Does your brain know you're drinking Diet?

Sep 22 2010 Published by under Behavioral Neuro, Neuroscience

Let it be known to the masses (all two of you, hi!) that Sci LOVES Diet Coke.


I mean, not as much as coffee or Pumpkin Spice Lattes, but it's a close second.

And I always heard what I'm sure everyone has heard, about how Diet Coke is HORRIBLE for you and the ASPARTAME!! The ASPARTAME will come and EAT YOUR CHILDREN. And then it will give you AUTISM because it's full of MERCURY. Or some such crap. I did worry slightly about aspartame, but as it's supposed to increase feelings of fullness, and not of hunger (though apparently women's health magazines would tell you otherwise), I'm not fretting overly much.

However, I do wonder. We can TASTE the difference between Diet Coke and regular, and maybe our gut doesn't know the difference. But what about our brains? Does your brain KNOW you are drinking Diet? Smeets et al. "Consumption of caloric and non-caloric versions of a soft drink differentially affects brain activation during tasting" NeuroImage, 2010.

The question comes down to this: are the same areas of the brain activated when you drink sugary drinks as opposed to drinks sweetened with non-caloric sweetener? And does this VARY by the SIZE of the tasting you are doing?

Why size, you ask? Well it turns out that smaller sips of sweet things are more satisfying (to your brain) than huge glomphs. Small sips give you more taste exposure, and may end up increasing sensory satiety faster than large gulps. What they were interested in here was a DECREASE in sensory activation in the brain. Basically, after you drink a ton of something sweet, you should get decreases in sensory activation for that sweet thing. The question is whether or not your brain does this differently in response to non-caloric sweetener, and how much this varies by how big you're sipping.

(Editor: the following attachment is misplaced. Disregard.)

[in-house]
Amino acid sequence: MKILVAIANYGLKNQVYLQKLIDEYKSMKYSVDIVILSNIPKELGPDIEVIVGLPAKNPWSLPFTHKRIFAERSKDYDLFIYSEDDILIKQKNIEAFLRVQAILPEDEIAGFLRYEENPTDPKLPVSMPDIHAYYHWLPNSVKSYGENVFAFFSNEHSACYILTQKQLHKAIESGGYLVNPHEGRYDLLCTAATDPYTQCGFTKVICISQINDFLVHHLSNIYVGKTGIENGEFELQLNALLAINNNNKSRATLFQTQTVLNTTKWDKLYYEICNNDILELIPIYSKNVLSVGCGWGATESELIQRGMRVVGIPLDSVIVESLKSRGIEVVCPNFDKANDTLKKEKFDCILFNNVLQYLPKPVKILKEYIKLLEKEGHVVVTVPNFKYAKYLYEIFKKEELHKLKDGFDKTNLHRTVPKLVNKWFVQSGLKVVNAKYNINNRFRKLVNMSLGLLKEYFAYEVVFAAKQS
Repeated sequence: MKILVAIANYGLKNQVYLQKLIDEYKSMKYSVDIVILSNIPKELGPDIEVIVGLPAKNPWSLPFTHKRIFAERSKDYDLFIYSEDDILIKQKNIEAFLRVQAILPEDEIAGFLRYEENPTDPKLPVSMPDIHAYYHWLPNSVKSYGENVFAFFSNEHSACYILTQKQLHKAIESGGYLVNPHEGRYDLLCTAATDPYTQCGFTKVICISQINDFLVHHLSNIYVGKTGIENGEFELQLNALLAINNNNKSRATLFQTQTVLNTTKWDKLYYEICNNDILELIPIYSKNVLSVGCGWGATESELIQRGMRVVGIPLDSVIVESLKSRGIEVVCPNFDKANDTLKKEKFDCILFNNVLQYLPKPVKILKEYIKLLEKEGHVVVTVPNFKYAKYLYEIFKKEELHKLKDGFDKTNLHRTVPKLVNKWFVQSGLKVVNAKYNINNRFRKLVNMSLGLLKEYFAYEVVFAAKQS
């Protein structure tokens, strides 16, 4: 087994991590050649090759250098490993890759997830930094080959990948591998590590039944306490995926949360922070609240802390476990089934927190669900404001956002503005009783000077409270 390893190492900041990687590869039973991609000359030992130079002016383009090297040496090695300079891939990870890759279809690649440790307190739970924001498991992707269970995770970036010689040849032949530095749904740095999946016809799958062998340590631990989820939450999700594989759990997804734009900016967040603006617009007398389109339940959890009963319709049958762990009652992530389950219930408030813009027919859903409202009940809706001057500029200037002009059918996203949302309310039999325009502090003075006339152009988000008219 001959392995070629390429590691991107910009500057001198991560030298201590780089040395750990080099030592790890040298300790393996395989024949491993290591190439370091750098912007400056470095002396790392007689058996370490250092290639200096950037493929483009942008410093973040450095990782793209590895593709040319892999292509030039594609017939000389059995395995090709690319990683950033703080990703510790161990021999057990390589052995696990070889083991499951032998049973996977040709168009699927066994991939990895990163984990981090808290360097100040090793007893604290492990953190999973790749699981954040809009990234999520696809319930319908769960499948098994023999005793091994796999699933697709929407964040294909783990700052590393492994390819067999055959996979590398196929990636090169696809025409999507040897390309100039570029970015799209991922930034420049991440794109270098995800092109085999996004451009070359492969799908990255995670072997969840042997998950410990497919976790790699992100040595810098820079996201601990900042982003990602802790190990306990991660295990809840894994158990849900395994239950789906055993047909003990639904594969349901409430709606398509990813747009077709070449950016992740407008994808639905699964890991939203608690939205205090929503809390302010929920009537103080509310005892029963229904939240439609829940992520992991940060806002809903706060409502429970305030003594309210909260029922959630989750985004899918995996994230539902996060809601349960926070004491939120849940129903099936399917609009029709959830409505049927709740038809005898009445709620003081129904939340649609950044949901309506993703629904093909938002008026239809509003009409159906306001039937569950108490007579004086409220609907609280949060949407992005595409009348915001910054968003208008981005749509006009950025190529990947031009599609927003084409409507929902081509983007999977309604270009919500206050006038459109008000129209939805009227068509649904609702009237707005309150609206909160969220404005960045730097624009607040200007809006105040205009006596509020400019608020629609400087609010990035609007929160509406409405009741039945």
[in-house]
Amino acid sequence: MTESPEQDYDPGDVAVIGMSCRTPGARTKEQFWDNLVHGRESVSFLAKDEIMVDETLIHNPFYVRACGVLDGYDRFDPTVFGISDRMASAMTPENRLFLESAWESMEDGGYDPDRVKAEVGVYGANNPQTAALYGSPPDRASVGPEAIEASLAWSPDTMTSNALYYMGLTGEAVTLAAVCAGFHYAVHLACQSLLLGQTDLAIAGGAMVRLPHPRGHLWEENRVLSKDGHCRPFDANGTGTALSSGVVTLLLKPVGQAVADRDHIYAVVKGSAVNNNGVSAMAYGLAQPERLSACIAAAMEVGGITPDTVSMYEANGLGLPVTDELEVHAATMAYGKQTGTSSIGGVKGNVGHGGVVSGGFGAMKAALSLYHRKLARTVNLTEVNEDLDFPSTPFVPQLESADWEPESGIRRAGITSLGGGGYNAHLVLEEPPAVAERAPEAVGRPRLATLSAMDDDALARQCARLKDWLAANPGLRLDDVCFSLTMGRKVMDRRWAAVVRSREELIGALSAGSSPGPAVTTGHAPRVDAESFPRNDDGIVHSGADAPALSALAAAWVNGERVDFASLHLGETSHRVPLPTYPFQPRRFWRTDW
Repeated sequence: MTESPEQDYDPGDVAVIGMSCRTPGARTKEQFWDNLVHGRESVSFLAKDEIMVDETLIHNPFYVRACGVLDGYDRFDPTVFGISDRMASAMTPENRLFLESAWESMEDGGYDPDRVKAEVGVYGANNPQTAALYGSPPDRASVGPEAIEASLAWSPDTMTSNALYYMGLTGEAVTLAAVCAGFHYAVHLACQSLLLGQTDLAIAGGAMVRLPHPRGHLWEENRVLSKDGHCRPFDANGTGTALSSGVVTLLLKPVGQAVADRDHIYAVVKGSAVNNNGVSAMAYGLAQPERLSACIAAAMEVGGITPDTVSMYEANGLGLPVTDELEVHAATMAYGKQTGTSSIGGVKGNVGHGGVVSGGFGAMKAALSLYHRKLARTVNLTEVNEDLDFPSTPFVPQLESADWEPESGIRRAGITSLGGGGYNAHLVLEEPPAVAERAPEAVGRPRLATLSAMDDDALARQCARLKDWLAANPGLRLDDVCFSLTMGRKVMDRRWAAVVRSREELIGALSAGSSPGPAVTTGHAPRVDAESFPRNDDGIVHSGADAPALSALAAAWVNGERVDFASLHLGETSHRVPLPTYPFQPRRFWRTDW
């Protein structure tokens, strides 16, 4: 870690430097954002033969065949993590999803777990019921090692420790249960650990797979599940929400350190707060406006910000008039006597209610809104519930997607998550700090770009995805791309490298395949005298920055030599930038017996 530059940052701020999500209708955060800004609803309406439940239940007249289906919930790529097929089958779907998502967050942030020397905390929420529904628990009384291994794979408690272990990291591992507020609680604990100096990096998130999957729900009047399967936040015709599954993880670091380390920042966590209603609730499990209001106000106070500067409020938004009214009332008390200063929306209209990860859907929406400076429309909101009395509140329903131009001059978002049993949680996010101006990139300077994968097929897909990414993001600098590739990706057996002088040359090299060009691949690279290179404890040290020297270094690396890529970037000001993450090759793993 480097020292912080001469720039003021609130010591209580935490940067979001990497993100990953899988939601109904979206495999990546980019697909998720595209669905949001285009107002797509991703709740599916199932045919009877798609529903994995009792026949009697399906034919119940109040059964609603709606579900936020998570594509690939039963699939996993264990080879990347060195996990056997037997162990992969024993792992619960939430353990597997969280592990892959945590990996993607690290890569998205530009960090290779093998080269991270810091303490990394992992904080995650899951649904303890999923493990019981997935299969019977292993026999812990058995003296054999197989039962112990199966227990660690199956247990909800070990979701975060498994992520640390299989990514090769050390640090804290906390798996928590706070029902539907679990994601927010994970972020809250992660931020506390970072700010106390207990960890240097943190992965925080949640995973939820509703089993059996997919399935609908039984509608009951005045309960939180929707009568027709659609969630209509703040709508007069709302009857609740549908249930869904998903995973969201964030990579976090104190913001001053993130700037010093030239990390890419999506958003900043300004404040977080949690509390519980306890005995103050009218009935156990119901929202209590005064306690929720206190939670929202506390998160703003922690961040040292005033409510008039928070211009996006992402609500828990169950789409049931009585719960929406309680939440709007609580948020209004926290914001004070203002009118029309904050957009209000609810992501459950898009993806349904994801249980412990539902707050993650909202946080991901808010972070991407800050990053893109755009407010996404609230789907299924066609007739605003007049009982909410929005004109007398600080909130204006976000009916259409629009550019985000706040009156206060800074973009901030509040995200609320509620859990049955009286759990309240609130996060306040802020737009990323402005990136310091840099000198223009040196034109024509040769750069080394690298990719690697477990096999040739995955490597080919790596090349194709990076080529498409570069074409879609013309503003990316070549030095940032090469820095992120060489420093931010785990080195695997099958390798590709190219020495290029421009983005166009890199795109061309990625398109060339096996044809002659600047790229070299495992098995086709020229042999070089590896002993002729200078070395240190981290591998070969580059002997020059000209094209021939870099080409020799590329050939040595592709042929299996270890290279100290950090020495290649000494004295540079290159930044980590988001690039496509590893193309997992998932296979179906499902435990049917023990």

To test both of these hypotheses, they took 10 dudes, and had them either eat normal breakfast or lunch, or fast for two hours. They put them in an MRI, and gave them sips of regular Orangeade or diet (this is pre-exposure). They then FED them either regular Orangeade, or diet, in a chunk. They fed them quite a bit of soda, almost half a liter (the actual volume was 450mL), served in either small sips of 5mL or big gulps of 20mL. Then, they plunked the guys BACK in the MRI (this is post-exposure), gave them tastes of regular soda or diet, and watched what happened. They also got rinses with water, really quite a bit of liquid.

They then scanned their brains, and also asked them about how full they felt, how hungry, how much Orangeade they wanted, etc. No notes on whether people completely hated Orangeade by the end of the study (or whether hatred of orangeade was in their screening).